A union is urging British Airways (BA) pilots to accept drastic cuts to pay and hours to limit mass job losses, under a deal agreed with airline chiefs.
Thousands of pilots will vote over the next week on a deal negotiated between the UK’s flag carrier and the British Airline Pilots’ Association (BALPA) over the past three months.
International Airlines Group (IAG.L), which owns BA, came under heavy fire from unions and MPs after announcing plans to axe up to 1,255 pilots and up to 12,000 jobs in total earlier this year. The company warned in April it had run out of other ways to save cash as the pandemic has hammered its revenue.
The deal could see compulsory pilot job losses limited to around 270 staff, according to the union.
BALPA’s general secretary Brian Strutton said forced redundancies were “a matter of huge regret,” but said the union had negotiated the best package possible.
Pilots are being urged to accept 20% pay cuts, which will eventually drop to 8% over the next two years and then towards current levels “over the longer term.” The package would also see voluntary redundancies, part-time working, and external secondments to limit costs.
Around 300 pilots would be placed in a “holding pool” on reduced pay, “ready to return to flying as demand picks up,” BALPA said in a statement late on Wednesday.
The union said the measures would avoid any controversial “fire and rehire” measures for pilots, but acknowledged BA had not accepted all of its recommendations to prevent any job losses. “Given BA's intransigence we have put together the best package we can to save as many jobs as possible,” said Strutton.
IAG’s chief financial officer Stephen Gunning said on Thursday the company welcomed the union’s plans for a consultative ballot over the deal reached with the ariline. “This is in response to the COVID-19 crisis affecting the aviation industry,” he said. A further company statement will be released after the ballot closes.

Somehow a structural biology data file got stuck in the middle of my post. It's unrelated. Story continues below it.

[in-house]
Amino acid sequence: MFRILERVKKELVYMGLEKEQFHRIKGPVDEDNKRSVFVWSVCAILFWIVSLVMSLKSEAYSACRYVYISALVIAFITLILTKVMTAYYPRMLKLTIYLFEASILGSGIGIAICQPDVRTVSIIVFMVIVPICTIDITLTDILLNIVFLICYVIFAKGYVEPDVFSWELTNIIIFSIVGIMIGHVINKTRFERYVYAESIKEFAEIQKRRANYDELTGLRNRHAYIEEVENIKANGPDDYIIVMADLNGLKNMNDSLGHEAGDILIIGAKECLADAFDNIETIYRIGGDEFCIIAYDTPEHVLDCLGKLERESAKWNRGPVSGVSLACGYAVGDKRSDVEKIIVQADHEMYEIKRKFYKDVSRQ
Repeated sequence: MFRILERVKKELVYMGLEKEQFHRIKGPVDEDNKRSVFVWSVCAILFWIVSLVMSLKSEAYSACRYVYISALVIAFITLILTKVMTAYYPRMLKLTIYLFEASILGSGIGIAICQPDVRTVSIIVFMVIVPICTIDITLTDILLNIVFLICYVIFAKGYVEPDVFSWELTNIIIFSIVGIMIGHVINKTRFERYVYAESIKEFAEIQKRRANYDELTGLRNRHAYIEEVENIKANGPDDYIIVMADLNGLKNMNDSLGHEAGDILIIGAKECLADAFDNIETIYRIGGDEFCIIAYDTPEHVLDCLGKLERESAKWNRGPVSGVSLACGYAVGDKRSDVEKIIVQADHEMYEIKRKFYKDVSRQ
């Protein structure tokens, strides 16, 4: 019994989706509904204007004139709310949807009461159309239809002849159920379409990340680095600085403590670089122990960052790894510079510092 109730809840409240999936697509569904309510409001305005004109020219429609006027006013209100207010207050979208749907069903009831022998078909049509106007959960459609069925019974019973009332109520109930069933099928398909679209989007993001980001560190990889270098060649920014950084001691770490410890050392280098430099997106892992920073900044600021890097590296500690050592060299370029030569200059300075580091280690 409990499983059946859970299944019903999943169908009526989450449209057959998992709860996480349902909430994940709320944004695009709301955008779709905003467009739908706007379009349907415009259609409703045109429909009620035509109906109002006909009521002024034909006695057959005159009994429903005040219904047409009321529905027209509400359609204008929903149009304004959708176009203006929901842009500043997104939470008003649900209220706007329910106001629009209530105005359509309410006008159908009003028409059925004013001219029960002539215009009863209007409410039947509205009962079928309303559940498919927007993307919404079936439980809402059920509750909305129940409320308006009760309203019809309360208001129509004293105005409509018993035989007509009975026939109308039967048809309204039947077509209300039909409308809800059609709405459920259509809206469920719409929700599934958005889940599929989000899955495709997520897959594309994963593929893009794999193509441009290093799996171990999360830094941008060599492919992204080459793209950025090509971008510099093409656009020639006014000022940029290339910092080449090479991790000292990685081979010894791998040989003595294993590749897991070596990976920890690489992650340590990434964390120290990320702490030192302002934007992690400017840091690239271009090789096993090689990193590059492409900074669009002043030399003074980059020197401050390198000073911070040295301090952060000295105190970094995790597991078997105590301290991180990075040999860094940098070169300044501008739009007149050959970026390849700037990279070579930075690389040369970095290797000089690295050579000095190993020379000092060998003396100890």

The pandemic has taken a heavy toll on BA and the rest of the aviation industry. The company announced last week it would retire its entire fleet of 747 jumbo jets earlier than planned.
The announcement of 12,000 potential job cuts came after its worst first-quarter losses since the 1980s. It sparked a backlash from unions and MPs across parties.
Conservative MP James Sunderland said in a Commons debate last month that BA had behaved “disgracefully” after taking taxpayers’ cash under the furlough scheme, designed to protect jobs. Another Conservative, Jerome Mayhew claimed BA had used the furlough scheme as a “convenient funding scheme for a long-planned corporate restructuring.”
READ MORE: Tory MPs revolt over BA job losses
The storm even saw transport minister Kelly Tolhurst warn the furlough scheme was “not designed” to support firms who swiftly handed staff redundancy notices.
But IAG saw passenger numbers and revenue plummet as global air travel collapsed after the pandemic hit earlier this year. BA is gradually increasing flights to short-haul destinations but does not expect passenger demand to return to 2019 levels until 2023.
BA’s CEO Alex Cruz laid bare the company’s troubles in a blogpost when the job cuts were confirmed. He paid tribute to staff, but wrote: “There is no government bailout standing by for BA and we cannot expect the taxpayer to offset salaries indefinitely. Any money we borrow now will only be short-term and will not address the longer-term challenges we will face.”
The government has faced criticism for not offering aviation more support. Transport secretary Grant Shapps would not be drawn on potential suspension of air passenger duty on Sky News on Thursday.